Trails in the Bear Creek watershed, including the popular Captain Jack’s trail, just outside Colorado Springs, Colo., have been closed to motorcycles and other off-road vehicles following an agreement between the Pike and San Isabel National Forest and the Center for Biological Diversity.
The Center for Biological Diversity filed a lawsuit in September to close the trails after a DNA study earlier this year determined that Bear Creek has the last pure and wild population of the greenback cutthroat trout, Colorado’s state fish. The trout have been listed as threatened under the Endangered Species Act since 1978, according to the center’s news release.
The agreement, filed in federal court in Denver on Nov. 21, requires the Forest Service to prohibit off-road vehicles on nearly all five of the trails that run through the Bear Creek watershed. Before those trails could be reopened, the Forest Service would have to consult with the U.S Fish and Wildlife Service to ensure that trail use wouldn’t threaten the trout. Advocates at the Center for Biological Diversity say motorcycles using the trail drop sentiment into the creek, endangering the fish.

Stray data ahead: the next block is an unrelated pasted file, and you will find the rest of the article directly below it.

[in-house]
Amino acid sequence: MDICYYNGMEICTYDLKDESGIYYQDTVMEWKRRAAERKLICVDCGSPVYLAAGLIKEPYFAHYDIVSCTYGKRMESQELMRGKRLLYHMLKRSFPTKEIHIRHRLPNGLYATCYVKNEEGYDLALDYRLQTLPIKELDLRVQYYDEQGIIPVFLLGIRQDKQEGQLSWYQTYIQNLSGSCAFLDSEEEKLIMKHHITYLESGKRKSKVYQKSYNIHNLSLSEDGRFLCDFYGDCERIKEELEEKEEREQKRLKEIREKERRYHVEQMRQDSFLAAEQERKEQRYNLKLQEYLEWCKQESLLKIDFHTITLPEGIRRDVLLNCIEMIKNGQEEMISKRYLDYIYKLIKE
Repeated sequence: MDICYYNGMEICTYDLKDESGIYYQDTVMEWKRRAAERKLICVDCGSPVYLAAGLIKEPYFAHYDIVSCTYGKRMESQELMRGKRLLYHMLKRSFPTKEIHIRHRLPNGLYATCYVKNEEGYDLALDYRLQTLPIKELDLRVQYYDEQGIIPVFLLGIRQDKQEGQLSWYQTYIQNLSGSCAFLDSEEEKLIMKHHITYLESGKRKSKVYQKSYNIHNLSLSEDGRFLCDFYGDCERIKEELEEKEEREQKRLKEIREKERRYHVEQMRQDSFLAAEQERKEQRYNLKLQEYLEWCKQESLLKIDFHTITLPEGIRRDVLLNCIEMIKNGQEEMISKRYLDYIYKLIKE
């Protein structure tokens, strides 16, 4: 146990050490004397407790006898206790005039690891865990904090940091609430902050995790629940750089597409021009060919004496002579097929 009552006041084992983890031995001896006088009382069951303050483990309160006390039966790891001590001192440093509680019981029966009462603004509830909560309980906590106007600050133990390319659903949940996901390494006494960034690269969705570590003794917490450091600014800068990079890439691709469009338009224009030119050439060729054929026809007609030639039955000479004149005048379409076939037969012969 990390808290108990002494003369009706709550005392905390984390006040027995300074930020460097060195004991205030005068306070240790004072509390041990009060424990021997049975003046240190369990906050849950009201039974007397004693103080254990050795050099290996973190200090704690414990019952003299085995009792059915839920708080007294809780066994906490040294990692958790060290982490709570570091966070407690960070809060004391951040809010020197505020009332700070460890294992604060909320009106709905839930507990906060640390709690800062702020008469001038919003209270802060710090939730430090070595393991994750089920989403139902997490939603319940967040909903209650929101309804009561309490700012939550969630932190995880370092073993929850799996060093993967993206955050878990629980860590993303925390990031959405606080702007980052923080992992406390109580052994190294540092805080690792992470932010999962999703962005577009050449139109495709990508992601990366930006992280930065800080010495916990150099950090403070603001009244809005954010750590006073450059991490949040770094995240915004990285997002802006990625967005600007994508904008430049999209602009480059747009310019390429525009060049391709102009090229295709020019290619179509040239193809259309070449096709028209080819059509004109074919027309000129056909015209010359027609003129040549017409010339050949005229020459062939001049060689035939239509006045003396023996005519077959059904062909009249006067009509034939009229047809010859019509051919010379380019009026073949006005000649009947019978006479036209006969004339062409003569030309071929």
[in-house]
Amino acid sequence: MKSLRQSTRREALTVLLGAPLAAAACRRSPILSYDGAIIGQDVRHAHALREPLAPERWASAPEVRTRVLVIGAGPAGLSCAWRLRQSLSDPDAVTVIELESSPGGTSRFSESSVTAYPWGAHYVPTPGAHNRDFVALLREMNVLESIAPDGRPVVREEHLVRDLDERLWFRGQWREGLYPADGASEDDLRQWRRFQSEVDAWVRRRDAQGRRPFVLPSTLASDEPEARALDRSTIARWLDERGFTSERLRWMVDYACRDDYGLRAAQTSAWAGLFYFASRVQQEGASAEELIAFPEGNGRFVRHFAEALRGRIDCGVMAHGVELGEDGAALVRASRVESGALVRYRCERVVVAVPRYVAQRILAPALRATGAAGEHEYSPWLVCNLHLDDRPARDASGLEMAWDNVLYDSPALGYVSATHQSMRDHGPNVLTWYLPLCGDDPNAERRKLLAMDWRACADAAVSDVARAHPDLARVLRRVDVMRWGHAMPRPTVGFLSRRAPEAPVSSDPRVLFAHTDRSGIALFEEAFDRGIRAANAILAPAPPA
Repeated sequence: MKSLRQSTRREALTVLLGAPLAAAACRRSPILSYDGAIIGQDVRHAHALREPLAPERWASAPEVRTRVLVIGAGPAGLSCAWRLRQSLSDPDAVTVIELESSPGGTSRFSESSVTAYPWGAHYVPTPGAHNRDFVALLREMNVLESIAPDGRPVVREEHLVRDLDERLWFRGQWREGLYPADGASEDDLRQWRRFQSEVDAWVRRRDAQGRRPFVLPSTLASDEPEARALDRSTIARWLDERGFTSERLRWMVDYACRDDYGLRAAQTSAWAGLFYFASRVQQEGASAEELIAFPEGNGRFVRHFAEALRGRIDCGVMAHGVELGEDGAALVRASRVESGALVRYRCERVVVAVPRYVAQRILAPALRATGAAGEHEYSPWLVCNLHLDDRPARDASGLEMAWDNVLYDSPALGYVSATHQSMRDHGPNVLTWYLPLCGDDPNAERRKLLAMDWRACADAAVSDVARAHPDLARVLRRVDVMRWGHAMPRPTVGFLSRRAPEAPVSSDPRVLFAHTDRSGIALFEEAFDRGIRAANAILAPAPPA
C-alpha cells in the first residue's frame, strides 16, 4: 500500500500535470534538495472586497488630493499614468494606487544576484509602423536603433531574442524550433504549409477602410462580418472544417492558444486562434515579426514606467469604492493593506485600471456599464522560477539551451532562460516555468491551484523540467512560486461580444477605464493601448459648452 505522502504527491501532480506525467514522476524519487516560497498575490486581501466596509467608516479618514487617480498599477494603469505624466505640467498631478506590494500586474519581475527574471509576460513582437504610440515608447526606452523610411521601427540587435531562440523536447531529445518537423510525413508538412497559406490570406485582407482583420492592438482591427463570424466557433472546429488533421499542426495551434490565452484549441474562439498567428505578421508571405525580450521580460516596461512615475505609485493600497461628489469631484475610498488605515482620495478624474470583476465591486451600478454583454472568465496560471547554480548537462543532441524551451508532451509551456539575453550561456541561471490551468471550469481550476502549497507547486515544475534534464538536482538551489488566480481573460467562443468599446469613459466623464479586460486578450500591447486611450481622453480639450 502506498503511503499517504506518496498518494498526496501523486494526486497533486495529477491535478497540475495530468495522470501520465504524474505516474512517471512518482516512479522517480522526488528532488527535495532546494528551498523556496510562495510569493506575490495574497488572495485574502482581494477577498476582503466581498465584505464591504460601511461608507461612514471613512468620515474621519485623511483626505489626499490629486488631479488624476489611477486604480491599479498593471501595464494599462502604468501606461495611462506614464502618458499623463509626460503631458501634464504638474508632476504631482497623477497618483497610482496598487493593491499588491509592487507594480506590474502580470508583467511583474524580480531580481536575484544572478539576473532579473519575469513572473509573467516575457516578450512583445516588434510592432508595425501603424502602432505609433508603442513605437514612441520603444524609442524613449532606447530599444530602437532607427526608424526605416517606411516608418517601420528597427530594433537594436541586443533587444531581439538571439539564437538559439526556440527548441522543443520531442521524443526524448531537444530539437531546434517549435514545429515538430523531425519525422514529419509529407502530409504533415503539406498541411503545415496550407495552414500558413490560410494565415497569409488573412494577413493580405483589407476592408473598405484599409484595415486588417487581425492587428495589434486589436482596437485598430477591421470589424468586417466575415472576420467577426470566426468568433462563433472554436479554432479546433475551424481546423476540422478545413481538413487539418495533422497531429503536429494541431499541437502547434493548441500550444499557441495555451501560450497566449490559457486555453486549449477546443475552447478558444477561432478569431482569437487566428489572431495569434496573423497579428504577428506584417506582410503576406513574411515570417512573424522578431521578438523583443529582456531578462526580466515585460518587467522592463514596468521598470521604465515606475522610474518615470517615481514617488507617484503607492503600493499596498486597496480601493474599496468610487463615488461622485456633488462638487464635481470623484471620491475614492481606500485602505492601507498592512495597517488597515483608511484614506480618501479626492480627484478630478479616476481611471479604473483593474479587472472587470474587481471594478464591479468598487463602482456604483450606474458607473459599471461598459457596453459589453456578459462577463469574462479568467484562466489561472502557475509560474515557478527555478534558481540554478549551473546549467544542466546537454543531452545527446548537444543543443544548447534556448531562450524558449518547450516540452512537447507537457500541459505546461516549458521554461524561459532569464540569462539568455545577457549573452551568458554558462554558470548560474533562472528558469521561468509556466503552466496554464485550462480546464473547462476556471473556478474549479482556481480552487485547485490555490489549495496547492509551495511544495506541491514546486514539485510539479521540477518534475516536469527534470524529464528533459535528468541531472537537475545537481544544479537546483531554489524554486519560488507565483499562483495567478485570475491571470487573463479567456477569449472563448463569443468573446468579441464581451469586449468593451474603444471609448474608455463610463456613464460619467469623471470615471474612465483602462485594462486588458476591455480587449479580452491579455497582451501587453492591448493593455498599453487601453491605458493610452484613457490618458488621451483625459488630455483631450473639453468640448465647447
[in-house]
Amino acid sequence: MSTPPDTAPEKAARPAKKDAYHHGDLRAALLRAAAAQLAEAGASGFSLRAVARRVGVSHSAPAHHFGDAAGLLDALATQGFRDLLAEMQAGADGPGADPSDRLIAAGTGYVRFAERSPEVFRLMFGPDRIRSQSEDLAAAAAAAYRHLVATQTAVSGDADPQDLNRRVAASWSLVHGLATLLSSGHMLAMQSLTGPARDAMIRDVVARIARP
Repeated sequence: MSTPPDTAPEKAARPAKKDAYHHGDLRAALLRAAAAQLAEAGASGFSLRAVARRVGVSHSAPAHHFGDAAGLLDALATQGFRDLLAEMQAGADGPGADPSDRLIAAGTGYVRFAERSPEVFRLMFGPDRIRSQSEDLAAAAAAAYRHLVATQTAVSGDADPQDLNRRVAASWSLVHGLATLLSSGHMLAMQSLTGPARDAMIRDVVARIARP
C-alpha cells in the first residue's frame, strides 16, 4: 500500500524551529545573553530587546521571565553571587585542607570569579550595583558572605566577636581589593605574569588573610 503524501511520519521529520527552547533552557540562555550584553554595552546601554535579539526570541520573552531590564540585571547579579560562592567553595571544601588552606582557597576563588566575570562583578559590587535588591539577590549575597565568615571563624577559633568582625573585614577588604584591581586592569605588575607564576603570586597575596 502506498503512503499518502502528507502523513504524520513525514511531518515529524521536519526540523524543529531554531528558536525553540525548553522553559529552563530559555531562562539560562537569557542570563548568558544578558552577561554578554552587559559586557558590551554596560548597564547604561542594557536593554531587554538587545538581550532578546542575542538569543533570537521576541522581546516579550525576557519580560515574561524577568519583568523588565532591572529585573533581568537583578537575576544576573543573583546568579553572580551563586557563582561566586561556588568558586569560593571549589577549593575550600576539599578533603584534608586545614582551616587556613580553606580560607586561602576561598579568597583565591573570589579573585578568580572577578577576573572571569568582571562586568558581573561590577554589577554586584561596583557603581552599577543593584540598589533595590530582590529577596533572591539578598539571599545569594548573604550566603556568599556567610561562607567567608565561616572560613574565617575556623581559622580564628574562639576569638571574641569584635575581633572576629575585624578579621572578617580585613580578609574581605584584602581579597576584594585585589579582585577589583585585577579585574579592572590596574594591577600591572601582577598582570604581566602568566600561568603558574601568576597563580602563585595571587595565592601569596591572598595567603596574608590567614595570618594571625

Though motorized use of the trails is prohibited, the agreement does not affect hikers, mountain bikers and horse riders.
Ned Suesse, trail coordinator for the Colorado Motorcycle Trail Riders Association, told the Colorado Springs Independent that most of the sedimentation comes from the existence of the trail, not it’s use. He says the trail, then, should be closed to all traffic.
To read the full story from the Colorado Springs Independent, including the Center for Biological Diversity’s news release, click here.